That's how I derived my equation, g(x,y) = x+y = 1 (I call them x and y, you call them a and b).
Then, if you don't know how to find the gradient of a function ( ), I would suggest looking it up on Wikipedia or google or whatever. It's really simple.
The equation ishow to determine the MAX from that is beyond me
Where is some (unknown) number. in this equation is called the Lagrange Multiplier.
@Wilmer: Yeah I get the answers v1=117 degrees, v2=pi (min-point though) and v3=2pi-v1=243 degrees. But that's with computer help; I want to know how to do it the "right way". These are the equations I got which didn't show in my last post:
Volume for "big" cone: (2pi-v)^2/(24*pi^2)*(sqrt(4pi*v-v^2))
Volume for "small" cone: v^2/(24pi^2)*(sqrt(4pi^2-v^2))
Total volume for both cones: (2pi-v)^2/(24*pi^2)*(sqrt(4pi*v-v^2))+v^2/(24pi^2)*(sqrt(4pi^2-v^2))
This is what the function looks like:
And I have no idea how I ended up with that impossibility , sorry. Maybe I should post all my calculations but that would take some time...
@Mazerakham: Do you mean I can solve the problem by finding which r gives the largest volume (instead of which v)?
And v=pi (which i think x=y means in your equation?) gives the min-point in the plot above. How about the two max-points? If you can explain that a little further I might be tempted to learn your method.
Also, since my plot got three min-/maxpoints; doesn't that mean it's a third-degree polynomial?
@Mazerakham (2): That equation works for all v's...?
Thanks for help all! I'll try to do the equation with r instead of v. Let's see how it goes.
As excited as I was, it turns out I only gave you guys a minimum. It also turns out that I calculated the gradient wrong, which is embarrassing.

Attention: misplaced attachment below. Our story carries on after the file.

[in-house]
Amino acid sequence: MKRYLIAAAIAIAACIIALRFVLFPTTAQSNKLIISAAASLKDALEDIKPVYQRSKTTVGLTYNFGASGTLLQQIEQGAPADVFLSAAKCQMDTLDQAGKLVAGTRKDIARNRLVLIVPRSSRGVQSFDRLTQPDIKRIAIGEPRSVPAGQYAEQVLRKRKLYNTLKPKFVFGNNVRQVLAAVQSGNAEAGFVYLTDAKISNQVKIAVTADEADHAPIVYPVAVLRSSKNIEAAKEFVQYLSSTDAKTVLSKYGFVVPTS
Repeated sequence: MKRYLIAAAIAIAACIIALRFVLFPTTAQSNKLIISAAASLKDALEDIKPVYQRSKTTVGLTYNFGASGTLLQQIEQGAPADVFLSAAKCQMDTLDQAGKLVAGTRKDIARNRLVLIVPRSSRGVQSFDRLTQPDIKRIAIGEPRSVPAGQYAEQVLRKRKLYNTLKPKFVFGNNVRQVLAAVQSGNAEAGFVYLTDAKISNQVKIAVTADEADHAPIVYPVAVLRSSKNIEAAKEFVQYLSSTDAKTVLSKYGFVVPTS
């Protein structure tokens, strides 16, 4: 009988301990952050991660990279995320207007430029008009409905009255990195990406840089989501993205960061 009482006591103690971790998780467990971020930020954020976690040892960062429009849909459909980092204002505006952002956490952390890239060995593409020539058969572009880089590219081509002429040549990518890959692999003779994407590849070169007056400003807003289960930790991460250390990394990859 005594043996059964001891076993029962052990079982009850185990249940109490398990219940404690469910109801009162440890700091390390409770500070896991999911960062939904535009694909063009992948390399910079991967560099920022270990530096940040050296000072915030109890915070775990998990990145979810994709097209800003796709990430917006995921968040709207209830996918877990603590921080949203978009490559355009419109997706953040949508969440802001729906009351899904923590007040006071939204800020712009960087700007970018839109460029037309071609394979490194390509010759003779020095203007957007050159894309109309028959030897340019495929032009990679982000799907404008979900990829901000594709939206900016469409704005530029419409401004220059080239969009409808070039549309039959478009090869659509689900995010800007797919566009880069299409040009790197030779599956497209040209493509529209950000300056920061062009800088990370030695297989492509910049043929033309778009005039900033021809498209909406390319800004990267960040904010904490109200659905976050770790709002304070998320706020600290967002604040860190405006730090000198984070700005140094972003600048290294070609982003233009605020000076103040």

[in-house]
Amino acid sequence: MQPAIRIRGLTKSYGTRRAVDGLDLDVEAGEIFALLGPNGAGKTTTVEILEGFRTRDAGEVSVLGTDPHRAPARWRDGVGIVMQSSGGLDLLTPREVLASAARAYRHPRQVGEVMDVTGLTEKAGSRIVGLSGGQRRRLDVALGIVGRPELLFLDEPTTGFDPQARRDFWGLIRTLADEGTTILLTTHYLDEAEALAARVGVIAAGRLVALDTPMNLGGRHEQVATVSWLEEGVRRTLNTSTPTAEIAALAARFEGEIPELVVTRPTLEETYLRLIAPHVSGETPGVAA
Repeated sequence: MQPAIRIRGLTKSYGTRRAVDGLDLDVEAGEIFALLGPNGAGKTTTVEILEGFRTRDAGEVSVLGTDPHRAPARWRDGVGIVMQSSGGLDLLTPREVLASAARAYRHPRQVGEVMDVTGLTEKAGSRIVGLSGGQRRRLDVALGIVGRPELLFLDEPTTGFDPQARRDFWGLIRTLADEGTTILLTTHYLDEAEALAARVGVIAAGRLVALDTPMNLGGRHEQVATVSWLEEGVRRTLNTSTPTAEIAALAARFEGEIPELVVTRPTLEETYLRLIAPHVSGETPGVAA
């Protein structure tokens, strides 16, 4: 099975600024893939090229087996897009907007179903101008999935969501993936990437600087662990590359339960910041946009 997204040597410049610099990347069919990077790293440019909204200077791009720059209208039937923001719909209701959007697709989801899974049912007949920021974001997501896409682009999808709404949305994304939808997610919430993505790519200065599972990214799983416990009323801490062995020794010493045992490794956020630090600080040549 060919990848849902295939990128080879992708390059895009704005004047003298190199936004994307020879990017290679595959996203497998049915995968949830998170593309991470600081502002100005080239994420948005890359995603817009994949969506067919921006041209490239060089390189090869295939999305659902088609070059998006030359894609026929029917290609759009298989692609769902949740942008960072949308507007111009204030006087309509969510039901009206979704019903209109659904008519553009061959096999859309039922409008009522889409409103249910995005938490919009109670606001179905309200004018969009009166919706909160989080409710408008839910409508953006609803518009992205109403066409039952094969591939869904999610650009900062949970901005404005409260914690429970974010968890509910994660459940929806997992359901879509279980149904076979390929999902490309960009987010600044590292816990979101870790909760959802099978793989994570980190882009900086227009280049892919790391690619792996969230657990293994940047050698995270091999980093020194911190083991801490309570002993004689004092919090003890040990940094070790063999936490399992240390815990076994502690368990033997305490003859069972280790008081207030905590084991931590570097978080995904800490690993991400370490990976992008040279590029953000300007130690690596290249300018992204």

The gradient, calculated correctly, with pi / 3 factored out is:
(This is a vector, <A,B>, in case my notation confuses you).
Now, we'll find that the Lagrange Multiplier method will give us the same equation. We have
Thus, equating the x and y components of these vectors, we have the egregious equation:
Now, we see that we have TWO DIFFERENT radicals. First, we have to rationalize the denominator by multiplying through by BOTH of these radicals.
After this step, you'll see that you no longer have anything in the denominator. However, you'll be left with the two radicals in the numerator.
To get rid of these, you would multiply by the "conjugate". This step will leave you with an EIGHTH degree polynomial. If you're curious, that polynomial would look like this. Do the simplification yourself.
And I apologize for the differentiation mistake in the last post (and for underestimating the degree of the polynomial--you were right, it had to be an even degree. Turns out it was 8). I hope I didn't waste too much of your time.
I have graphed this. The polynomial has five real zero's, so you'd have to check the value of each one. You must check ALL of them because these are all "critical points" for the lagrange method.
Now, if you graph this, it acts like an odd-degree polynomial. Why? Because the eigth-degree terms cancel out. So this is actually a seveth-degree. Please note that this equation is for one thing only: It tells you the critical points of the Lagrangian. That means, the 5 zeros of this polynomial are the ONLY places where the graph could achieve its maxes and mins. This, I believe, is as close to an answer as you'll get. No exact values here. Go ahead and use Newton's method or whatever.
Sorry for the earlier mistake. Hope this rectifies it.
@Wilmer: Yeah I want to know how that works out too. ._.
@Mazerakham: With my method I also got an 8-degree polynomial, and well...in school we get to solve 3-degree equations at most so I guess I've overdone myself a bit... It was fun trying though.
Thanks again for help both of you ^^